It's hard to describe Los Straitjackets without using a certain worn-out adjective. Why, you might ask? Because Los Straitjackets are cool, plain and simple. From the wrestling masks they wear on stage to their glittery Fender guitars, they are et up with the cool. The World Famous Pontani Sisters, a sweet-as-pie troupe of burlesque revivalists, can often be found touring with these guys. The Pontanis are a discriminating bunch of feather-clad vixens, so it's plain to see that Los Straitjackets got it going on. Former Planet Rocker Eddie Angel, a devilish rockabilly who has played alongside legends such as Link Wray and Ronnie Dawson, is this group's featured attraction. He's a precision player capable of playing any style so well you'd swear it was his specialty. For their most recent recording, Sing Along With Los Straitjackets, the instrumentally inclined Angel and company attracted a roster of hyper-hip vocalists. The Flyrite Boys frontman Big Sandy is featured, as is El Vez, the Blasters' Dave Alvin, X's Exene Cervenka, the Reverend Horton Heat, and Nick Lowe. But the best track of all is a cover of the Skeeter Davis classic "(Don't They Know It's) The End of the World." All I can say is it's too bad this stellar lineup can't possibly go on tour together. Still, when Los Straitjackets play the Hi-Tone CafÇ on Sunday, September 30th, you can bet your last Lucky all the cool kids will be there.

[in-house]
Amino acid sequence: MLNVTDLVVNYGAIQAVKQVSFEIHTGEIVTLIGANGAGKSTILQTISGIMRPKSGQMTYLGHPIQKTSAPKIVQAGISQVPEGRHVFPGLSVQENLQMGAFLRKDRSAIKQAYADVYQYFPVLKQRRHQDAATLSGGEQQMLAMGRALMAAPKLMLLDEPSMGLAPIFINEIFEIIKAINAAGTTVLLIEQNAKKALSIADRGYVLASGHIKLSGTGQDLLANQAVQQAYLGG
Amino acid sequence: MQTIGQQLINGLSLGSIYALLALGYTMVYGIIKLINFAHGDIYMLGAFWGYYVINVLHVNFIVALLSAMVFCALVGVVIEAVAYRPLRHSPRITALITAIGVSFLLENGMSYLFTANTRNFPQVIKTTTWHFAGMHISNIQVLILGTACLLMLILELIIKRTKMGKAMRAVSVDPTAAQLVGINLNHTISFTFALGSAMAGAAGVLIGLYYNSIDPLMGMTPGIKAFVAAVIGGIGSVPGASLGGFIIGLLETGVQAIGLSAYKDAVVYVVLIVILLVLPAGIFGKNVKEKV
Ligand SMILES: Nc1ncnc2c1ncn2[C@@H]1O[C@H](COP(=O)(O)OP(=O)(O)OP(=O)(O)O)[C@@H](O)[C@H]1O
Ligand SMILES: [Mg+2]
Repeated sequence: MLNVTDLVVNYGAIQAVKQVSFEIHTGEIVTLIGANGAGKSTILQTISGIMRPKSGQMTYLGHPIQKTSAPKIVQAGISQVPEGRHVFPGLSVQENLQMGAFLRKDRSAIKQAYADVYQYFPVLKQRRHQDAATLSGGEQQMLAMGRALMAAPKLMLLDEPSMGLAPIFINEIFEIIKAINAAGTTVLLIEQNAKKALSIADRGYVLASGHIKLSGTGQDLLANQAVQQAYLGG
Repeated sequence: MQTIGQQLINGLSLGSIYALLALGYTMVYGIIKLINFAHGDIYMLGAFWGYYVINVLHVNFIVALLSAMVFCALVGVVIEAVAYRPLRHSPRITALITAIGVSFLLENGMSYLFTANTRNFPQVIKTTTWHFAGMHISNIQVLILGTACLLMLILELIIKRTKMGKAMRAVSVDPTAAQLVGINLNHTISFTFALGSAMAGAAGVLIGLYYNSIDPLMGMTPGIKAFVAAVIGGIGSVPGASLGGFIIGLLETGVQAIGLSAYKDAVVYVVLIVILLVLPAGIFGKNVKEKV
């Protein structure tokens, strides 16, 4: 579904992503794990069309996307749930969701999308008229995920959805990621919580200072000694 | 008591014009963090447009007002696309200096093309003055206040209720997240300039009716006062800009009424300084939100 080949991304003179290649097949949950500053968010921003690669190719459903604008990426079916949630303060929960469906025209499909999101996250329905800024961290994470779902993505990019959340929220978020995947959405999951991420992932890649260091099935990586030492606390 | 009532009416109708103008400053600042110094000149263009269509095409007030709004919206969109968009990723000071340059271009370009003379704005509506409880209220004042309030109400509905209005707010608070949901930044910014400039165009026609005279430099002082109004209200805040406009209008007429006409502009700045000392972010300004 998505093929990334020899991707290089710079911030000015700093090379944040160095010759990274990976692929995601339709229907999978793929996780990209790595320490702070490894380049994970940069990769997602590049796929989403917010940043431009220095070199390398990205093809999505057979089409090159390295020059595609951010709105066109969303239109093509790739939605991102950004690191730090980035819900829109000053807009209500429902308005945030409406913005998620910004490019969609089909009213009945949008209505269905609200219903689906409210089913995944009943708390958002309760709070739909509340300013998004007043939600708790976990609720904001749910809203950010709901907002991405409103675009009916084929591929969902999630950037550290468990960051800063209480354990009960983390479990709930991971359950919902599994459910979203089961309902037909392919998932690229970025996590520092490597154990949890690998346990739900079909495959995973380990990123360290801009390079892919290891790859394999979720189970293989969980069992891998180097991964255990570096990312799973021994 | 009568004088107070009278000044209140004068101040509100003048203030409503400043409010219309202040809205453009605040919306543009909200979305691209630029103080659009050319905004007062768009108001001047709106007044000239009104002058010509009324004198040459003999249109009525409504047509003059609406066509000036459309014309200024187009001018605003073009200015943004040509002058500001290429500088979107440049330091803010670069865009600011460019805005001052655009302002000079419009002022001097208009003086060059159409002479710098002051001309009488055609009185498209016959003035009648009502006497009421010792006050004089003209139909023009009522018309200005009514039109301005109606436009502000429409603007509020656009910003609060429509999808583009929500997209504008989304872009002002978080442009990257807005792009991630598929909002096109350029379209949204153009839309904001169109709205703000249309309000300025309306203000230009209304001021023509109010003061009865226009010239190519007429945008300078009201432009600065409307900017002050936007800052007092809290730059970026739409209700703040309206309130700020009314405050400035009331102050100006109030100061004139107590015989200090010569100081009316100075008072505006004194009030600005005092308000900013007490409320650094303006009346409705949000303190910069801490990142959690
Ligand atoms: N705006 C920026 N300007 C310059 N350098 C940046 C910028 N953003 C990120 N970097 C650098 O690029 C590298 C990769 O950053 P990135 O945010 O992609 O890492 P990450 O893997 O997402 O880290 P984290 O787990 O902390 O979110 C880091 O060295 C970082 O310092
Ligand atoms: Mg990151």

Now I've heard some folks dis Jack Oblivian's solo projects for being too sloppy. These people want to rave about how Greg Oblivian was the genius behind the Oblivians. To this I say pshaw. Yep, I said pshaw. No doubt, Greg Cartwright/Oblivian's solo sound is perhaps a bit more refined than that of his musical brother, but when you listen to discs like Jack's So Low or the fantastic American Slang, it's easy to see where the Oblivians' true grit came from. His band The Tearjerkers out-Johnny Thunders Johnny Thunders. Well, when they are in tune, anyway. There will be a party at Murphy's on Friday, September 28th, to celebrate the arrival of the Tearjerkers' first album, Bad Moon Rising. Should be a wild one.-- Chris Davis
On his fourth album, Memphis In the Morning, New Orleans bluesman Mem Shannon for the first time ventured out of the Crescent City to record. Setting up shop locally at Ardent Studios, with the Memphis Horns in tow, the change of scenery seemed to agree with him: With its funky rhythm section, jumping piano, and the Horns' trademark punch, "Drowning On My Feet" is one of the best approximations of the classic Memphis soul sound to come along in years. Another locally focused highlight is a jazzy cover of one of B.B. King's signature tunes, "Why I Sing the Blues." Shannon will be back in town this week for a two-night stint at -- where else? -- B.B. King's, performing at a Beale Street Caravan taping on Thursday, September 27th, and giving an encore performance the next night. -- Chris Herrington